6. I agree there’s a tipping point, I just don’t think it’s this summer or this September. I believe there is a decent chance of a vaccine by the year end. My feeling is there are higher priorities than education being carried out in the ideal conditions – for example, life saving things such as medical treatment & screening. A well rounded education is important, but it’s not life saving. It’s absence may be life changing, but education can be delayed … finding or treating cancer cannot.

    Liked by 1 person

    1. In the us, because of FDA, it will be at least 18 months before we have a vaccine. You can’t have healthy people self quarantined for 18 months. And what if the virus mutates….mental health is already teetering…I see it in blogs…right now people are starting to feel hopeless.

      Liked by 1 person

      1. In terms of the FDA, they could decide to accelerate their processes in light of the current circumstances. As to long-term lock-down, clearly there would be problems – be they economic or mental health related. But a blanket return to the old way of living is likely to trigger a second wave of infection, and deaths will follow. While I get the concept of herd immunity & the strongest surviving, I’m not ready to sacrifice either myself or anyone I love to that … unless there really is no other option. So I’d hope we’d at least try to find a compromise – a middle way if you like – because I don’t believe it’s OK for there to be a mass ruling made with regard to quality of life choices – surely that type of decision should remain with the individual? I agree with you that it’s wrong to rat on a neighbour sitting on a bench eating a burger, but I also believe it’s equally wrong that anyone should be forced into a workplace they consider unsafe when there is a virtual option available – and the same applies to education.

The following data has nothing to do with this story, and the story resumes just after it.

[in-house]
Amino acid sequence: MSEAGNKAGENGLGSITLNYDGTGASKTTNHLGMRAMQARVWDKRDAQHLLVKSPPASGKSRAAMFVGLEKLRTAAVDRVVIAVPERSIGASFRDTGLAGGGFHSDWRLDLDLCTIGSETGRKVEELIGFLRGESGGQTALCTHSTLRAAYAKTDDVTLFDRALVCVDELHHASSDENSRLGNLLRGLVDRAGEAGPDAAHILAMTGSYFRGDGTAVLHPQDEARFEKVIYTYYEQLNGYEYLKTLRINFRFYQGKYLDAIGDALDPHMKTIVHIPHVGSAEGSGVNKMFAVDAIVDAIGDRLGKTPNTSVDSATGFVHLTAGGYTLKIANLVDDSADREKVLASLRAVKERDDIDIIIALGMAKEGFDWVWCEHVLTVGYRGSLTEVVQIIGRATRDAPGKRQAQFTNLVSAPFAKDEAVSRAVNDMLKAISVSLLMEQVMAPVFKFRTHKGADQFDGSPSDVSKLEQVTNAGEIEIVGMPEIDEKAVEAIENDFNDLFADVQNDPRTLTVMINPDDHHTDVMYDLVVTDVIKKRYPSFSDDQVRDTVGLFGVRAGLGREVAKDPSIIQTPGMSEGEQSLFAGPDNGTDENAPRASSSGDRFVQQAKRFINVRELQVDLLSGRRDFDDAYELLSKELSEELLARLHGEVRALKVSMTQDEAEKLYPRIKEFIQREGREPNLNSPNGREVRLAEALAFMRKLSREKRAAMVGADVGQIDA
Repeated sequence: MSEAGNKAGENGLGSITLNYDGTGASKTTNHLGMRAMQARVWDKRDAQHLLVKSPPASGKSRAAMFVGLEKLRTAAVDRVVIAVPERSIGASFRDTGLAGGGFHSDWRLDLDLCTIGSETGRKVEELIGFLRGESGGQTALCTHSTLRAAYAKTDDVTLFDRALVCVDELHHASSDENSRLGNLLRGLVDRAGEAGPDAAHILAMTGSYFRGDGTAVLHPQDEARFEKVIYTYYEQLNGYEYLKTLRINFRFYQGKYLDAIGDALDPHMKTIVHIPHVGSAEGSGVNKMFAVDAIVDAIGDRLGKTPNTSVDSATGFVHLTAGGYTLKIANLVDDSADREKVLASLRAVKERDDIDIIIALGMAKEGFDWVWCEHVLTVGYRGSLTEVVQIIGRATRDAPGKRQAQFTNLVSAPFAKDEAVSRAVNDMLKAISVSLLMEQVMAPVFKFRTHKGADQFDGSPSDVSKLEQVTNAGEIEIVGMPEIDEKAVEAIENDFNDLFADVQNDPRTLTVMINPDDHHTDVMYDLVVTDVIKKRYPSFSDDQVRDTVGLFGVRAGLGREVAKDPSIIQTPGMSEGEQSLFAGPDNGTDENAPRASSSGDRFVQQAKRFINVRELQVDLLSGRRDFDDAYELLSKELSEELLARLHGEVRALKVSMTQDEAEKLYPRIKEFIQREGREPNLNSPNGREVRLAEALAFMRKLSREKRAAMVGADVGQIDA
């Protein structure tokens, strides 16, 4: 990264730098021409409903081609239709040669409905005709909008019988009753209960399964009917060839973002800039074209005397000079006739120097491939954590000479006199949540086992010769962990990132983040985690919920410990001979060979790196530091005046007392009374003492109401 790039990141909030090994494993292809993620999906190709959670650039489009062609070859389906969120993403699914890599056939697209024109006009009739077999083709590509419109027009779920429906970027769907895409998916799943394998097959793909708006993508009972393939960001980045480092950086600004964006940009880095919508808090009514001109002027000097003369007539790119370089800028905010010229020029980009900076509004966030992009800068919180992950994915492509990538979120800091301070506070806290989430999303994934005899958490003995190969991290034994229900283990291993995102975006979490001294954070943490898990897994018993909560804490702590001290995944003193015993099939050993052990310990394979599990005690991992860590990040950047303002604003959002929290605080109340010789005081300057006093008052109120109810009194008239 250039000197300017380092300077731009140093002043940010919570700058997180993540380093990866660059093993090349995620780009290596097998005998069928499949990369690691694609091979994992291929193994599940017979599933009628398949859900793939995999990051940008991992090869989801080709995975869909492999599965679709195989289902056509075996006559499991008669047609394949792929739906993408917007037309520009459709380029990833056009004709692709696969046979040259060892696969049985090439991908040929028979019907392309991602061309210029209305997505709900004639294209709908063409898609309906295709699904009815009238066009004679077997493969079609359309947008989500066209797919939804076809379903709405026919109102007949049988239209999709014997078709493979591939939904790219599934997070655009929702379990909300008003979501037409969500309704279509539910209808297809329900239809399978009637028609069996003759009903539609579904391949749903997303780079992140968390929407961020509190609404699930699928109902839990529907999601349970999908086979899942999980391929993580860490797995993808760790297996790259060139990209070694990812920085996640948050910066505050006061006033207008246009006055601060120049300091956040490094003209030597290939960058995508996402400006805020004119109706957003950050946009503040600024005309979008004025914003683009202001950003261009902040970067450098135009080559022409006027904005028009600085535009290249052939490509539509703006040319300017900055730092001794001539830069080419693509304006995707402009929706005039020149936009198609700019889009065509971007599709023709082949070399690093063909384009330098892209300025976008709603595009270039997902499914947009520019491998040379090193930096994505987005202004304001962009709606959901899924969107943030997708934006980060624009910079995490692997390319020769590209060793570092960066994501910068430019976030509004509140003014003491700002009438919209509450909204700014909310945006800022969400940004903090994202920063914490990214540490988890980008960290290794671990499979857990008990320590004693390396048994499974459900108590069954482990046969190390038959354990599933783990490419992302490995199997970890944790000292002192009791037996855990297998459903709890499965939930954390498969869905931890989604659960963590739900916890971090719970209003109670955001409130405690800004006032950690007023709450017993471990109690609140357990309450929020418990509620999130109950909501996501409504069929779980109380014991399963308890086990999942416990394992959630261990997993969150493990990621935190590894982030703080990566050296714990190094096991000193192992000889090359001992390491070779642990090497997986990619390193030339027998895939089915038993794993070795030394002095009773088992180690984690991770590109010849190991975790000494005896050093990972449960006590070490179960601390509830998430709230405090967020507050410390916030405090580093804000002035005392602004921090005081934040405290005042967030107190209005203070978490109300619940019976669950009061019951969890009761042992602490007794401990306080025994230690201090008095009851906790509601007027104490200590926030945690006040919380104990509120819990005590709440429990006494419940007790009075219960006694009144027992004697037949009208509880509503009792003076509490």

Liked by 1 person

      2. I wrote about fast tracking the vaccine when this started. There is much very vocal opposition to fast tracking the vaccine. Add that to people who don’t vaccinate for anything no matter what. Then…you have anti body theories. There are tons of “experts” that claim even if you have antibodies, you may not be resistant to the virus, which really means, a vaccine with the antibodies probably won’t work. No one really knows anything, and I see contradictory “evidence” every day. I don’t know what’s right or wrong, but I do know that people will not last much longer as things are now